Templeton Press, West Comshohocken, PA, USA, 2009
Reviewed by Alan Cook, a computer enthusiast who teaches the not-so-young to use computers and looks after the PowerPoint at Wavell Heights Uniting Church.
IN THIS relatively short book the author, Noreen Herzfeld, Professor of Theology and Computer Science at St. John’s University, Minnesota, explains why religion has a duty to understand and become involved in the rapid technological changes of today’s world because of their individual and societal outcomes.
There are substantial chapters outlining problems arising, or likely to arise, from the adoption of technology in various fields.
In the chapter on medicine, issues such as performance enhancing drugs in sport, and prolongation of life by respirators are discussed. In many areas the question is whether the aim is healing or raising the level or nature of human performance and consequent societal norms.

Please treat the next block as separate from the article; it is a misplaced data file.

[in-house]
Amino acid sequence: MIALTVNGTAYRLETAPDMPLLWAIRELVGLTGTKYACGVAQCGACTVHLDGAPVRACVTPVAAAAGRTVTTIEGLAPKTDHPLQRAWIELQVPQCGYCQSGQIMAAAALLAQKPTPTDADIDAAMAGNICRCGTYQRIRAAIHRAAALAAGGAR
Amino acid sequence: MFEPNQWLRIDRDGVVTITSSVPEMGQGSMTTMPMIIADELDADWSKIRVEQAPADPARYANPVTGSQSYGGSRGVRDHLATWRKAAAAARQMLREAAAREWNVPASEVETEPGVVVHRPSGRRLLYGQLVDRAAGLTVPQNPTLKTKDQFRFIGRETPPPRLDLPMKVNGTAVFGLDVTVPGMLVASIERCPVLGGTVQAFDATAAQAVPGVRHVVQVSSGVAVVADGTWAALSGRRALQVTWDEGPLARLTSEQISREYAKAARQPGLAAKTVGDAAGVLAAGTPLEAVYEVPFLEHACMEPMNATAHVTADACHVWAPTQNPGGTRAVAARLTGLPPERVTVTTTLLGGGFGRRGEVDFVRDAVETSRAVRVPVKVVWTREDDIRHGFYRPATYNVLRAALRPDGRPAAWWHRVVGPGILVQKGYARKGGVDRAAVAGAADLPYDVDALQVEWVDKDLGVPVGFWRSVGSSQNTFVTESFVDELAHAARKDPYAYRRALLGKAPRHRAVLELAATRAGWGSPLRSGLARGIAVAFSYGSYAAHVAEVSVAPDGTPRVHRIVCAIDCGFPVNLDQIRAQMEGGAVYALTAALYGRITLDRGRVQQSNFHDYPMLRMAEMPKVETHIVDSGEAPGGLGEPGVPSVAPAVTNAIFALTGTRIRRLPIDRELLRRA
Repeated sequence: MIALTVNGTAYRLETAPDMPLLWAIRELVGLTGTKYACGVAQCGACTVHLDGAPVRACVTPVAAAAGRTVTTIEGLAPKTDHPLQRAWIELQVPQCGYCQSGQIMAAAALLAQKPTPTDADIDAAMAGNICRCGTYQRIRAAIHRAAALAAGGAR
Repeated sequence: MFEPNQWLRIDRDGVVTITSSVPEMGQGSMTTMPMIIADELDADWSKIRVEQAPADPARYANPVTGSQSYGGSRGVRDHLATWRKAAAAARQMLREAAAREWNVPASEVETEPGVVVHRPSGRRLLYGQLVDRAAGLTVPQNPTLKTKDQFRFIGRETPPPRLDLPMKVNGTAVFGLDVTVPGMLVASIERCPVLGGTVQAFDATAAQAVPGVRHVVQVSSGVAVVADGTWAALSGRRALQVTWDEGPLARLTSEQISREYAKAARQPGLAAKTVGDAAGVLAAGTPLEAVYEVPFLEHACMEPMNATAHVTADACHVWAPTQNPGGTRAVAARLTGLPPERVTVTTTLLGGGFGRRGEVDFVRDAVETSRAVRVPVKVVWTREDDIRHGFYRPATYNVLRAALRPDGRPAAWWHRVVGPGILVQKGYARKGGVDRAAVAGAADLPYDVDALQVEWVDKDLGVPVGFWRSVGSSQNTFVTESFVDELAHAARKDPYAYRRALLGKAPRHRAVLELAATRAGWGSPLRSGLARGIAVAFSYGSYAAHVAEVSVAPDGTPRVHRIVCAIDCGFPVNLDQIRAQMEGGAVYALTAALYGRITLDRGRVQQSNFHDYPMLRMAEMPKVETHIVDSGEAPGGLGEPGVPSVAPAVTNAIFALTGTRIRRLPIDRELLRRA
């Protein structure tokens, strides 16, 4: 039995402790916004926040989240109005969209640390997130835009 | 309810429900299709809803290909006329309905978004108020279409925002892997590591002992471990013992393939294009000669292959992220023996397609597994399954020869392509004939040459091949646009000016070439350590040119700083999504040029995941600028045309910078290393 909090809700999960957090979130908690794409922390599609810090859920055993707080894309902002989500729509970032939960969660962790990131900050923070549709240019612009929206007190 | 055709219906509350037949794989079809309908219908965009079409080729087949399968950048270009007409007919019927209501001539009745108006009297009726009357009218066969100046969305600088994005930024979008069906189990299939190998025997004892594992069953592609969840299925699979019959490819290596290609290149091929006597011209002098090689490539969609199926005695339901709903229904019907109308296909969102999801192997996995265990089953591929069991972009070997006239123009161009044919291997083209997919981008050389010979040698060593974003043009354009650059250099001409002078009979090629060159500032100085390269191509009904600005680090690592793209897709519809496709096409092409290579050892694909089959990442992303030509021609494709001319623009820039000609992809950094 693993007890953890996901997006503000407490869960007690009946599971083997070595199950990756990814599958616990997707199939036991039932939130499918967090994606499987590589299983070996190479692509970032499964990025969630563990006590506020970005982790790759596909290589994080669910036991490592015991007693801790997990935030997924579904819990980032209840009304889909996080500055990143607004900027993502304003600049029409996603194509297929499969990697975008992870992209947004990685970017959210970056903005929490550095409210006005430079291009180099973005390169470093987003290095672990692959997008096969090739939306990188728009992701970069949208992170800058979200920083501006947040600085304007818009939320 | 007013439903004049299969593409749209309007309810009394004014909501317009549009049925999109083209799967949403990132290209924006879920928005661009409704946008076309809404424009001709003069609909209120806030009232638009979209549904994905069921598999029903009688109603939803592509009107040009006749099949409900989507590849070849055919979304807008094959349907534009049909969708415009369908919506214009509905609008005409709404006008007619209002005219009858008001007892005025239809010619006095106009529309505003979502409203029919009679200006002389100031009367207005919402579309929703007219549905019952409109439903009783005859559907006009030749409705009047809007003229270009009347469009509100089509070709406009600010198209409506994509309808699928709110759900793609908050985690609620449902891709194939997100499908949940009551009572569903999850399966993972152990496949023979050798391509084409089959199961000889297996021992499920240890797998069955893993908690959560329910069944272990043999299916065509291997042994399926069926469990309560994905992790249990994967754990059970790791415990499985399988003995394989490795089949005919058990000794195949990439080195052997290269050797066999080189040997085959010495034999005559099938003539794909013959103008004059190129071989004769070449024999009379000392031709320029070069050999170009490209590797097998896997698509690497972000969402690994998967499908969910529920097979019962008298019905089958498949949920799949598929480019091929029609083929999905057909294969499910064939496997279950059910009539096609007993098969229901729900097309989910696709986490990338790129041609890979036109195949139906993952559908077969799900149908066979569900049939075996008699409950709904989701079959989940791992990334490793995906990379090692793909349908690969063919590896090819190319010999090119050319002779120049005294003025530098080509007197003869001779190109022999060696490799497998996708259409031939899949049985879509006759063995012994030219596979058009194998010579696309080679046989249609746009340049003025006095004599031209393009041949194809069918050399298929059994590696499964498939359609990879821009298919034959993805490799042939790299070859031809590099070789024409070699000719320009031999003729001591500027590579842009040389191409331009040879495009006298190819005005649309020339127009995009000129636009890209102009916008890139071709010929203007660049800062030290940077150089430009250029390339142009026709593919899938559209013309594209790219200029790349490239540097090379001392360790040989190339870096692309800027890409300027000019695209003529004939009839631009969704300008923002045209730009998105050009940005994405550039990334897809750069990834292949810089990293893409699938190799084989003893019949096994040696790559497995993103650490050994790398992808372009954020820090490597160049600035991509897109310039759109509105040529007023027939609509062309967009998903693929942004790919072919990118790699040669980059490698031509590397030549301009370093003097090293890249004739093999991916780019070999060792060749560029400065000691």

The chapter on information technology addresses the effects of constant use of the internet to live virtual lives, playing violent games, making and maintaining large numbers of social contacts. The author expresses concern that limitation of person-to-person contact in those activities reduces the capacity of the internet user to acquire the necessary wide range of interpersonal skills. There are similarly thoughtful chapters on genetically modified crops, and renewable and non-renewable energy sources.
The unintended effects of global promotion of technological advances without full appreciation of cultural factors are discussed and illustrations given.
This book is written for lay people, but the detailed chapter notes make it a useful resource for readers seeking more specialized information. It leaves the reader with the realisation that the relation between religion and technology is not a matter for apathy, or for knee-jerk reactions.